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Four Ways to Support Japan through Jolkona

Japan is still suffering.

Image credit: kaspernybo on Flickr

Remembering Tohoku

Here at Jolkona, we’re reflecting on Tōhoku– Japan is still suffering. It has only been half a year since the 9.0 magnitude earthquake evolved into a devastating tsunami. Consuming cars, houses, and buildings in minutes, it resulted in more than 15,000 confirmed deaths and over 4,000 people missing. Efforts to bring support have generated recovery, and the reactions of Japanese natives away from home are inspiring.

Nurturing Hope

Ryo Ishikawa’s generous donations to relief efforts through the Master’s golf tournament in April, and the numerous disaster response teams have engendered hope for the Japanese people. Though the urgency of the horrific crisis has died down, there are still unresolved issues and complications.

Immediately following a disaster, many needs are funded after an analysis of the damage. This takes time and can stall the effects of your contribution or potentially negate any authenticity of your generous actions. This was depicted in many of the misconceptions that developed with the devastating earthquake in Haiti. The beginning of positive change is the rebuilding stage. We are excited to announce a new nonprofit partner who is introducing you to four new projects that fuel life-changing opportunities to help this process.

Welcome iLEAP, presenting transformative projects in Japan that support their currently challenging circumstances. iLEAP is a Seattle-based nonprofit that equips young entrepreneurs with training and educational knowledge, collaboration with global leaders. They send their equipped volunteers to inspire empowerment and give opportunities for growth to societies in need.

Support one, two, or all four projects through Jolkona:

Prevent Postpartum Depression for Mothers in Japan

Women who are giving birth after such a stressful chain of events are local heroes, bringing renewal and promise of a new generation to rebuild the world. Prevent emotionally painful postpartum depression among Japanese mothers by providing physical health through community fitness classes, for $50, or educational materials for $15.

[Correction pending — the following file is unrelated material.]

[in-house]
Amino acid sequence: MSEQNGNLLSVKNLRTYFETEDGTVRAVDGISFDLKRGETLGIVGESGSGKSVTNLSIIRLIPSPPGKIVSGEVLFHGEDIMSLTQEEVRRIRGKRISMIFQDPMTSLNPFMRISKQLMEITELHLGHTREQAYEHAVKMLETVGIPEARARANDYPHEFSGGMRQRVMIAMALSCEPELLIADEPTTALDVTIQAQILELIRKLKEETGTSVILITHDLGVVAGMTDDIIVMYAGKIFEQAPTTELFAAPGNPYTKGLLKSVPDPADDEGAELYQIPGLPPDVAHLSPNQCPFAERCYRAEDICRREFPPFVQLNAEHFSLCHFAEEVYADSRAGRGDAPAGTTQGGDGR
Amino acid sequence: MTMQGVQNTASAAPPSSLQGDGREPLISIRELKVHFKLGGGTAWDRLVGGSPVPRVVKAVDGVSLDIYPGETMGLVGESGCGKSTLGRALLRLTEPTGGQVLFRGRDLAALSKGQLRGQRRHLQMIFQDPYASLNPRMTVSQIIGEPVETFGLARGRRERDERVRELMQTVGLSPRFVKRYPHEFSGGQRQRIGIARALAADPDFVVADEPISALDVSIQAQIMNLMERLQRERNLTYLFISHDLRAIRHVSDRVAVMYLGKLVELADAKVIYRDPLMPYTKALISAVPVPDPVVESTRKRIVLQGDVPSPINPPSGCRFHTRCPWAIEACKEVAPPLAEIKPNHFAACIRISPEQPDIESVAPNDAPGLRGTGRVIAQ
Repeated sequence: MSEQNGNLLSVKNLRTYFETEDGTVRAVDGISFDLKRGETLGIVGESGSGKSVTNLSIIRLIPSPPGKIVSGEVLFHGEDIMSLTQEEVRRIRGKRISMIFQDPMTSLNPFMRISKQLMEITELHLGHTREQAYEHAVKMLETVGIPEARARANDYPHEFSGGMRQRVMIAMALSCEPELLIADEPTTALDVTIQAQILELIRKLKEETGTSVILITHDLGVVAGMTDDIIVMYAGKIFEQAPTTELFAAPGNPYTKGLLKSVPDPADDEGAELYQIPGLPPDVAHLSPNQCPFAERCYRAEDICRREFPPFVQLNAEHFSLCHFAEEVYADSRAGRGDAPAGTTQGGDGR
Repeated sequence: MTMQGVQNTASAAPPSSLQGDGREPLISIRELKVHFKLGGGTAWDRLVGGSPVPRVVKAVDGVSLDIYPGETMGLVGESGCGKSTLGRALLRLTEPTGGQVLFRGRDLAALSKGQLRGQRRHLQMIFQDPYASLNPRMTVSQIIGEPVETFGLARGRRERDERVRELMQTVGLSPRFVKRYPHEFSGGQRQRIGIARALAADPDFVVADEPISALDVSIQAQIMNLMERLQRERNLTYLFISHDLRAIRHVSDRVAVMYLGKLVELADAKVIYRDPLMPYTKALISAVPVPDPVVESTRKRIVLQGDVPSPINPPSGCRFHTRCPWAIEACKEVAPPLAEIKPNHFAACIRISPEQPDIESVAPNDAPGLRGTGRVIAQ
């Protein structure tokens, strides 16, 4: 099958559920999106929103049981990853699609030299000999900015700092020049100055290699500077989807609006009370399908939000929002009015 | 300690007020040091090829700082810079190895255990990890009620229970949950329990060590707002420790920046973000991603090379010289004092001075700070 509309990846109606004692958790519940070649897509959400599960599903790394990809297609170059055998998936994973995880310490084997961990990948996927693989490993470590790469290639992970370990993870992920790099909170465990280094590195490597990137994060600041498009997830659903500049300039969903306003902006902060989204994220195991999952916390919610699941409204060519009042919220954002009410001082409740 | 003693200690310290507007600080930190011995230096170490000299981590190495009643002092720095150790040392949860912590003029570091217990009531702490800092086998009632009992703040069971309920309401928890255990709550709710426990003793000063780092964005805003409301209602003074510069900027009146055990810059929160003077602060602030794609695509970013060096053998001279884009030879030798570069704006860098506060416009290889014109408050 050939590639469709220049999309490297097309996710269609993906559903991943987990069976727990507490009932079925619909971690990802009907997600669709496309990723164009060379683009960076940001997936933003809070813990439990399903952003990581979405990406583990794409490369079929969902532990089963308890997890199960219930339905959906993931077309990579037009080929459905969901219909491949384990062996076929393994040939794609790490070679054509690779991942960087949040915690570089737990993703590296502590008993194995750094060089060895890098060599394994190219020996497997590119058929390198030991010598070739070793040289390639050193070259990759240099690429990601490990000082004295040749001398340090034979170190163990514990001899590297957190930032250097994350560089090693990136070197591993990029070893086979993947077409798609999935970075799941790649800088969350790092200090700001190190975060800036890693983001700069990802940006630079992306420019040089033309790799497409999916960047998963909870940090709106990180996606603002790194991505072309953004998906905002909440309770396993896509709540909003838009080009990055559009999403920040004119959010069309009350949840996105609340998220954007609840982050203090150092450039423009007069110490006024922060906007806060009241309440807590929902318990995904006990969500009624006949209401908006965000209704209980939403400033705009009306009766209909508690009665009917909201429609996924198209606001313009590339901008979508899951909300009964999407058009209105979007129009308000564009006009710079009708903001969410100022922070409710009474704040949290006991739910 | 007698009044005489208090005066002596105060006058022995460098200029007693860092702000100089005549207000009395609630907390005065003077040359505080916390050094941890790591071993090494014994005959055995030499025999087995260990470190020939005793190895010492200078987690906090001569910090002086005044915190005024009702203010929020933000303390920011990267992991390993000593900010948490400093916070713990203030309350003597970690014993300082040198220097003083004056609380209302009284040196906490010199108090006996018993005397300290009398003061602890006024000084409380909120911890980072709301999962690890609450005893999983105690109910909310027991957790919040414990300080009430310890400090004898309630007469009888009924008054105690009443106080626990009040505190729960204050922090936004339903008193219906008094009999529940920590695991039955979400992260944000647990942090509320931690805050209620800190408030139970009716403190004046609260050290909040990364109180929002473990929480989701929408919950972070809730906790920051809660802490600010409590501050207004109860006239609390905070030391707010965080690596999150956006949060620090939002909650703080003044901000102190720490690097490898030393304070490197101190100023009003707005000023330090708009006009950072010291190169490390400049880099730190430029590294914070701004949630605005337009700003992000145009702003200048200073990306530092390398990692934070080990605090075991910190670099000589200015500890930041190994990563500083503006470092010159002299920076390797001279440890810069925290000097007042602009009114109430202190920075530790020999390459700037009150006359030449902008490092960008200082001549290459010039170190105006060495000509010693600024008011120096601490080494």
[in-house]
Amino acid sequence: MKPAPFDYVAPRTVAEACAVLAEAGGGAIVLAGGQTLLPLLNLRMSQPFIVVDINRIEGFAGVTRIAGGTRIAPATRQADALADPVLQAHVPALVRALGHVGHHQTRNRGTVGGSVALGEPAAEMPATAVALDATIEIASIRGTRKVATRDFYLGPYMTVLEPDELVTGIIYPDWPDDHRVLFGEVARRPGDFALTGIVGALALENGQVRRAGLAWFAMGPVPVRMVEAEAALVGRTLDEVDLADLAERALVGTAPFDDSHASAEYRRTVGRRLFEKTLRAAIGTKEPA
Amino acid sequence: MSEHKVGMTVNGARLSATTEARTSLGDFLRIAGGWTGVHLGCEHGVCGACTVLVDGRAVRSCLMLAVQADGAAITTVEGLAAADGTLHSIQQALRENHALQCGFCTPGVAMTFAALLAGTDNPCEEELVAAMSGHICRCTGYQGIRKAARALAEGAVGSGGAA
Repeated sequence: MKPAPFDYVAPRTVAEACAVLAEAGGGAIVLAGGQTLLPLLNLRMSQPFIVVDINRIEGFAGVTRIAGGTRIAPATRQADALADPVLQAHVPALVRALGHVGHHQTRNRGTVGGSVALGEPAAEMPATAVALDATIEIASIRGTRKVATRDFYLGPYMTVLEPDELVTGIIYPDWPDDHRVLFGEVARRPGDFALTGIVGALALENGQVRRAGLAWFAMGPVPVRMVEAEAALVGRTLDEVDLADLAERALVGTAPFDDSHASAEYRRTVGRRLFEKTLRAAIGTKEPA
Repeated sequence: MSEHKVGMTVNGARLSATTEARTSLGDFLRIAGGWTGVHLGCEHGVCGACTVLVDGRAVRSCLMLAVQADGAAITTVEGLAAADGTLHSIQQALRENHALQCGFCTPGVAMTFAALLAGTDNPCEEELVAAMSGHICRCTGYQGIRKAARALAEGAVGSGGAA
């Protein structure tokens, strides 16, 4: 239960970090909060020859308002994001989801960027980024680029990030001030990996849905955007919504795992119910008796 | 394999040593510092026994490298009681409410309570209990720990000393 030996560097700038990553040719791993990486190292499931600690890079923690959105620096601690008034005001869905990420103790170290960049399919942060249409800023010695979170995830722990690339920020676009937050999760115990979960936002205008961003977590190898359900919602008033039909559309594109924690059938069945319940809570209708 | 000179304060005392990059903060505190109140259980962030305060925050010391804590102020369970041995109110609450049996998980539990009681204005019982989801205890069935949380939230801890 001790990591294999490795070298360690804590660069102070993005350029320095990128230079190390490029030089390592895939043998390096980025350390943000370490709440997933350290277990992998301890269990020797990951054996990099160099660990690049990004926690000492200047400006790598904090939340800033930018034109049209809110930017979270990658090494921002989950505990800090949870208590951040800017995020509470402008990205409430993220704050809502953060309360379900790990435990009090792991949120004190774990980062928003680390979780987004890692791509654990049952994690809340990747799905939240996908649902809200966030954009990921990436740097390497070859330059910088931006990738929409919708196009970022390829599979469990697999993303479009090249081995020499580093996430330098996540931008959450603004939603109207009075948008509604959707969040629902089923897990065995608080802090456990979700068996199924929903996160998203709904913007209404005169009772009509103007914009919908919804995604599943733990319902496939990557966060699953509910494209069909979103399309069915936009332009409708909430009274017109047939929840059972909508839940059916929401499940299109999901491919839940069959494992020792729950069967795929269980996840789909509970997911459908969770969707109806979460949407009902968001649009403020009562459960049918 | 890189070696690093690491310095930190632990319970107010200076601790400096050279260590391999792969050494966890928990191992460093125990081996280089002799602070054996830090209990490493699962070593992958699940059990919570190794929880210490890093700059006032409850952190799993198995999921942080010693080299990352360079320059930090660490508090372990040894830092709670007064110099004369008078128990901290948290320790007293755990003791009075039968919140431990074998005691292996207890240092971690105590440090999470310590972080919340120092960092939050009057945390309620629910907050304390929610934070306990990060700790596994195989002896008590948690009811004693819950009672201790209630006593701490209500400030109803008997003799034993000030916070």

Help Tsunami Affected Children Return to School

Onagawa Night School is providing education for children who have lost their homes, possessions, and families.
Philanthropic tip: Commute to work by bus for a month, and support three children as they attend night school in the Tsunami affected area for 60$.

Sponsor Young Fellows to Help Earthquake Victims

Young Fellows is a strong group of dedicated people who contribute community support to inspire confidence in those who are struggling. Philanthropic tip: Host a dinner party instead of going out, and donate $70 to sponsor a young fellow for an entire day in Japan.

Help Japanese Non-Profits Receive Tax Exempt Status

Giving is a chain that links eternally, inspiring the power of the human heart. Japanese non-profits require lengthy paperwork and certifications in order to gain tax-exempt status, which will often break the chain of any nonprofit. Your donation of $100 would bring one group to an educational event rich with experience to successfully begin their project.

Know Your Impact

With every donation you make through Jolkona, you will receive personalized feedback: a unique proof for the person or project that you have generously supported.

How do you wish to contribute? Can’t decide? Explore this flowchart to guide you:

Explore this flowchart!

Image by Mike Sturgeon, Graphic Design Jolkona Intern

To learn more about our projects for Japan relief, visit http://www.i4JAPAN.org

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2 Comments

  1. Marvin Jr Huelett / November 3, 2011

    Having Had Lived in Japan, I still have Friend’s that Live There, and have Friend’s here with Family in Japan. Seeing how this is the WestCoast with Large Asian InFluence, this I ssue must/most Definetly AFFECT Us.

  2. Gretchen Griffin / November 5, 2011

    What a great reminder to step up and help others. It is amazing that so little money can make such a big difference.

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